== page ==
541 – Obstacles to Technology Integration

The main challenge with integrating technology into any content area starts with access. I am fortunate enough to teach all my courses in a lab of computers and laptops which have enabled me to plan and implement technology based strategies in my content areas for several years. One of my main challenges has been ensuring that my instruction is content driven and not technology driven. Too often teachers fall into the trap of overusing technology to the point where it becomes distracting to students and actually hampers learning. However, for teachers who do not have consistent access to computers, integration in content areas becomes difficult to implement. Portable tablet labs and BYOD programs are beginning to alleviate some of the strain of access for all students in school, but it still remains a barrier to integration.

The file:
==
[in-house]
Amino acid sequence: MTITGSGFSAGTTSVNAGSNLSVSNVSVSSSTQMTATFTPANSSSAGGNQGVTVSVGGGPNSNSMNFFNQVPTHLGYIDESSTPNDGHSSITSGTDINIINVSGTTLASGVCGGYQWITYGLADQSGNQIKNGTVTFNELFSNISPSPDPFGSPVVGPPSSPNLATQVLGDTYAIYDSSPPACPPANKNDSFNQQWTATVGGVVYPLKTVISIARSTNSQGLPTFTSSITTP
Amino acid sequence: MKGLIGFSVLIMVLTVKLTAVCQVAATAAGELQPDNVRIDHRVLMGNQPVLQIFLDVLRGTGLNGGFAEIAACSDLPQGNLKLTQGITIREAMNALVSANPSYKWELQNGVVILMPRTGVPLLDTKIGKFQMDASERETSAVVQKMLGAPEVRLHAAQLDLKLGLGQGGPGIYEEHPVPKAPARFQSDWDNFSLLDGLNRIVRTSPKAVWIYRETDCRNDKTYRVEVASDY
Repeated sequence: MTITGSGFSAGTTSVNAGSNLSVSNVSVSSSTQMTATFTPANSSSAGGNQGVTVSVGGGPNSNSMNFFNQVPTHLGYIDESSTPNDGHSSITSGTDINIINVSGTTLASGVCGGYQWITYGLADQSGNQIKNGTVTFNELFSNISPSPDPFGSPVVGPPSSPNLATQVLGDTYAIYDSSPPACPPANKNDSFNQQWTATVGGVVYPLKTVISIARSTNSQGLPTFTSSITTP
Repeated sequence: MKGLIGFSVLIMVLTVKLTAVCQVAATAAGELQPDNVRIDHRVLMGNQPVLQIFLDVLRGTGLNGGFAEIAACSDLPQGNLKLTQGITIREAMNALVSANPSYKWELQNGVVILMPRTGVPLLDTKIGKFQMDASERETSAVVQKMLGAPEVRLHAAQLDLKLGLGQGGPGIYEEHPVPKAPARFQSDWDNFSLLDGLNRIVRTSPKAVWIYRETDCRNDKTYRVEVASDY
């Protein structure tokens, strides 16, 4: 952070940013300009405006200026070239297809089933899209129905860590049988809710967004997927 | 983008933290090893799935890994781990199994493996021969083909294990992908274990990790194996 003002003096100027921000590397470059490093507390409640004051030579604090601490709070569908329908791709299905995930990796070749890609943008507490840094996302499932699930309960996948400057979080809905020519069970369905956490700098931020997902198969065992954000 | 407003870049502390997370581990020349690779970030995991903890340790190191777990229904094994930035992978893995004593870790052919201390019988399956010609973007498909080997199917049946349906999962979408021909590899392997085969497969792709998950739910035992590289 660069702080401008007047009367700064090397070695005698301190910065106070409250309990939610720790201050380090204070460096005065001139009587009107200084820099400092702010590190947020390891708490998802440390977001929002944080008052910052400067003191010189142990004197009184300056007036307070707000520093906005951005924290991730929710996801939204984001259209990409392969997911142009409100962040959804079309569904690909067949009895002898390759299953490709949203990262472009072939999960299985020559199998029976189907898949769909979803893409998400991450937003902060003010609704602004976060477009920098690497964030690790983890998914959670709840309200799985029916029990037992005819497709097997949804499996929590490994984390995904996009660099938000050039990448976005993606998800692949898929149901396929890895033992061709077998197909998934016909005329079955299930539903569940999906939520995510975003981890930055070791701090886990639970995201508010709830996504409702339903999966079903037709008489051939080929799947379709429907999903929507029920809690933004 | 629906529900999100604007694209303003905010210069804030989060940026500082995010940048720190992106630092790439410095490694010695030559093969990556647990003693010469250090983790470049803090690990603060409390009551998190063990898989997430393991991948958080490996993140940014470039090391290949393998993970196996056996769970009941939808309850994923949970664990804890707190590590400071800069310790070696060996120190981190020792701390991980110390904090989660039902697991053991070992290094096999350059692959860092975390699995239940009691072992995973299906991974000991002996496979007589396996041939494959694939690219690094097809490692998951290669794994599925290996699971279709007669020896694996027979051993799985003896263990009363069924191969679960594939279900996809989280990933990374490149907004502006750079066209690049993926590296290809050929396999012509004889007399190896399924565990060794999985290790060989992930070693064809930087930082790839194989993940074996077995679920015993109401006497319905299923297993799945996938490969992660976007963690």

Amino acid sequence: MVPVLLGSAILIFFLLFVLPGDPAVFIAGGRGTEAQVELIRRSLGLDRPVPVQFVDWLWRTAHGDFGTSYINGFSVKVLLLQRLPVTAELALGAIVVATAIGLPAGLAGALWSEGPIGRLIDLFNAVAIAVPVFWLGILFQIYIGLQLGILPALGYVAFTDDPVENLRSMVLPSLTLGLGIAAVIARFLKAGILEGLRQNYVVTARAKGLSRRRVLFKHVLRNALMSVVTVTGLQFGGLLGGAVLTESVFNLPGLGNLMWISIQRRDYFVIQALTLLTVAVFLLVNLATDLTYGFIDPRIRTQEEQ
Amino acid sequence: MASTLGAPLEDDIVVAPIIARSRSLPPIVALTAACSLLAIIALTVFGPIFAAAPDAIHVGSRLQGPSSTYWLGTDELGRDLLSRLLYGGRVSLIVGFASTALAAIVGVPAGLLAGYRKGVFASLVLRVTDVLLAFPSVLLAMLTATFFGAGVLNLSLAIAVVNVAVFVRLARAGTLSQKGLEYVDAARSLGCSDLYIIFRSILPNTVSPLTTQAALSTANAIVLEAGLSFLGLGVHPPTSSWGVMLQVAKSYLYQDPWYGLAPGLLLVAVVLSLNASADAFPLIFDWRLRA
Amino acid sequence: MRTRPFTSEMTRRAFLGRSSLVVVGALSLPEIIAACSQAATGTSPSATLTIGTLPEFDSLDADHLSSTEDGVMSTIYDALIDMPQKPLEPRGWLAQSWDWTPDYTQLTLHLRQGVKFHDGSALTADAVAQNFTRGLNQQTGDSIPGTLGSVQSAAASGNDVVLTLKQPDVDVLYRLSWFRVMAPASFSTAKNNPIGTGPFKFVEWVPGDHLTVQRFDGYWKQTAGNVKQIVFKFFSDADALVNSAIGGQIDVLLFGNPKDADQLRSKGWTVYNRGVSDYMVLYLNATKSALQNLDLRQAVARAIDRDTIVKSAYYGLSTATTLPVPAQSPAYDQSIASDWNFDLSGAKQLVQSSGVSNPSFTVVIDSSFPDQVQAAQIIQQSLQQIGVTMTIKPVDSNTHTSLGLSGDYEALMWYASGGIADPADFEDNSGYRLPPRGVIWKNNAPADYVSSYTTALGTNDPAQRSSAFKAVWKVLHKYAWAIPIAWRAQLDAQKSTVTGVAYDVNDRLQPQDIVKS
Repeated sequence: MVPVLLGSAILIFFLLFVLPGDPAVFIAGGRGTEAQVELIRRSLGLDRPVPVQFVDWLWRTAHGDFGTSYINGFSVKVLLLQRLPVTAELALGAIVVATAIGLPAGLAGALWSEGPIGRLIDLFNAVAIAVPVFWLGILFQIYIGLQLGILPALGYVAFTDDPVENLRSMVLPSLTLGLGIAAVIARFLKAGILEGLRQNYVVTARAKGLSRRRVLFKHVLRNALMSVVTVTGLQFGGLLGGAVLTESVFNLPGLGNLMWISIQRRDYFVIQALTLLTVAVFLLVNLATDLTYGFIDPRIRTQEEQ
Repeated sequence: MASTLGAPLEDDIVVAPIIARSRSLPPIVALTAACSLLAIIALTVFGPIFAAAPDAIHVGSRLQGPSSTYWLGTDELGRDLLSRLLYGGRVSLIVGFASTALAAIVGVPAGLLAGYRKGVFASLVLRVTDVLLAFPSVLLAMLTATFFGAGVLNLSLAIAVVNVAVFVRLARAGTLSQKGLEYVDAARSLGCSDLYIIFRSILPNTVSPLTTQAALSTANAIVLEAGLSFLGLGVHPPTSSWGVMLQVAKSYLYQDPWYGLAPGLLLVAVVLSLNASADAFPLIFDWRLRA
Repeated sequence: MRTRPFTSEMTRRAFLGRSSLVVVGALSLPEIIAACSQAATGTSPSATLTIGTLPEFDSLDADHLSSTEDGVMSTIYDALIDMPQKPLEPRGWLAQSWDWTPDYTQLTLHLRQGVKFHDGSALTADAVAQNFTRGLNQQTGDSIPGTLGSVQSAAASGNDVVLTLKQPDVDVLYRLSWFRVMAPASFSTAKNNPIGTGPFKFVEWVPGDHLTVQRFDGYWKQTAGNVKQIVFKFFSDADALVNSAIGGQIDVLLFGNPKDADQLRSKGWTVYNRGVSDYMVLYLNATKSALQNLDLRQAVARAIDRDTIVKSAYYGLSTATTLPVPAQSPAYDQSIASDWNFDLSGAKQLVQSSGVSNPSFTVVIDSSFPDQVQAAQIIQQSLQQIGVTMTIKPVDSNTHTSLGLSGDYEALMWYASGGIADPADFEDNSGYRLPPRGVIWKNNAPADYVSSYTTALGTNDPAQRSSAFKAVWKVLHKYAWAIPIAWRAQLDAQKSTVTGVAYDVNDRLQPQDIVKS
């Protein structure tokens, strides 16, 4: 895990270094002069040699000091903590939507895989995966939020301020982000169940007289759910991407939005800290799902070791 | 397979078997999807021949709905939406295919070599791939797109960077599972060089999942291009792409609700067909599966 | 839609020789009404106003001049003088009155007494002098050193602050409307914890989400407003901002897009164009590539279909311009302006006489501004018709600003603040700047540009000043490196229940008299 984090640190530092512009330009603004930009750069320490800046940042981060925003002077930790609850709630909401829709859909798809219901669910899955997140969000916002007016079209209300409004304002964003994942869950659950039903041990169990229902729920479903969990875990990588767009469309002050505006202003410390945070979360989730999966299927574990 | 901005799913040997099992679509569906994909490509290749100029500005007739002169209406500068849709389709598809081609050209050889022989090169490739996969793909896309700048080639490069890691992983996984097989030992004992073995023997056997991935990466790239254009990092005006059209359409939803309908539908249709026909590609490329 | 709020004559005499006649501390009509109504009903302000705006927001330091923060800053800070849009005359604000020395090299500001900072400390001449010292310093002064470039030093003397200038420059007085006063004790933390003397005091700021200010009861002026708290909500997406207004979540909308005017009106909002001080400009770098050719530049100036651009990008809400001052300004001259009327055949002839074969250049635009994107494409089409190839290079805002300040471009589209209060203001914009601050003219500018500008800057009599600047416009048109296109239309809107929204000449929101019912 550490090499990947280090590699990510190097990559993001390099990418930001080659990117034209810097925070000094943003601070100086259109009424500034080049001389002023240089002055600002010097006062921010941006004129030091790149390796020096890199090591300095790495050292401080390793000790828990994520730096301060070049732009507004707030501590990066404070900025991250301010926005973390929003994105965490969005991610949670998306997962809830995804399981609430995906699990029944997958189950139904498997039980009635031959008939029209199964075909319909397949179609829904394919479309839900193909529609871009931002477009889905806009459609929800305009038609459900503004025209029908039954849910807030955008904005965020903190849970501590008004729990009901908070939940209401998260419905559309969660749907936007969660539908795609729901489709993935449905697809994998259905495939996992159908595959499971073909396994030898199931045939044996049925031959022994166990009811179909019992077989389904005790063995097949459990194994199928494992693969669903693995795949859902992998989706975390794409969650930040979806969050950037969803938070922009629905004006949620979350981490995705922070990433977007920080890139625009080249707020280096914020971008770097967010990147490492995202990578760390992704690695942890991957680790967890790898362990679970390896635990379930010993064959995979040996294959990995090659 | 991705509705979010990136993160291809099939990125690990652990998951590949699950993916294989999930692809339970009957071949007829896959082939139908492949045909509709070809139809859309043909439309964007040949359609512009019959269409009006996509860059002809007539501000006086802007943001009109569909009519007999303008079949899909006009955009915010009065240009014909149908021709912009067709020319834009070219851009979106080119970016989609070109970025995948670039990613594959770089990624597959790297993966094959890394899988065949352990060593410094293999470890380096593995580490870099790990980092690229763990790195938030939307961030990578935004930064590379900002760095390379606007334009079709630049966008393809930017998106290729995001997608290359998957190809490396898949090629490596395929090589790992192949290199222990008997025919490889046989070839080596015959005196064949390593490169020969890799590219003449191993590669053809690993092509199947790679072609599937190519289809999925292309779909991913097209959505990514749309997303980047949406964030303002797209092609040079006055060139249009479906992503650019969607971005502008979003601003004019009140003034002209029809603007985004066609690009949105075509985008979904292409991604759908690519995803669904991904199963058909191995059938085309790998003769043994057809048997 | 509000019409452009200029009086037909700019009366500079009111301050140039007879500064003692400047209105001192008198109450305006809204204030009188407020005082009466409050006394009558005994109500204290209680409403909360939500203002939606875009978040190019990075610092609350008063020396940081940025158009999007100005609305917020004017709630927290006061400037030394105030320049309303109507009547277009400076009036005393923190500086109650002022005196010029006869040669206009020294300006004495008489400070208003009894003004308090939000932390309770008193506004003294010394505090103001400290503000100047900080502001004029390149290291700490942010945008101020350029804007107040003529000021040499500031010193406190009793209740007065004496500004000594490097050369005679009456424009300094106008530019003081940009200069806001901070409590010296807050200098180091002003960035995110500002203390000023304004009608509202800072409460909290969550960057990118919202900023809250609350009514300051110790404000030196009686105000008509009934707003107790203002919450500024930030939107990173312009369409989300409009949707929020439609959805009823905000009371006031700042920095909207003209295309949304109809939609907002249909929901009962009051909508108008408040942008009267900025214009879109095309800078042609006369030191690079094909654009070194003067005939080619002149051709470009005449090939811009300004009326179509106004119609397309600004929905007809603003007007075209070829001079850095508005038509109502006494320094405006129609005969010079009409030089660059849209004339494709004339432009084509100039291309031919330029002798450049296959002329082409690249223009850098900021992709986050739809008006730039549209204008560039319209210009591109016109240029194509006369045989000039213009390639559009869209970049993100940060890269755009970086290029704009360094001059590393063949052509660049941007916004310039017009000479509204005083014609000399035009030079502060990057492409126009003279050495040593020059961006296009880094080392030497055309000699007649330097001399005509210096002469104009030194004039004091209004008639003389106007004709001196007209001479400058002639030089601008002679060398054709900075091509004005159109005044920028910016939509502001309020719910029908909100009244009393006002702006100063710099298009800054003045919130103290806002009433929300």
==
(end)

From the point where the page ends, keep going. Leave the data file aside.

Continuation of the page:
One challenge facing Language Arts teachers is the issue of plagiarism. Whether the written material is produced with the aid of technology or not, teachers must always be vigilant for work that is copied from another source. Plagiarism has become easier to accomplish using the internet by a simple process of copy and pasting, however the internet can also be a resource for teachers who suspect plagiarism. There are many web applications available for teachers to input phrases which then search the internet for a match. Related to this is an issue where students in classes where e-portfolios or notebooks are used could potentially access work done by other students on assignments given in previous semesters. This requires the teacher to carefully customize material and assignments on a regular basis.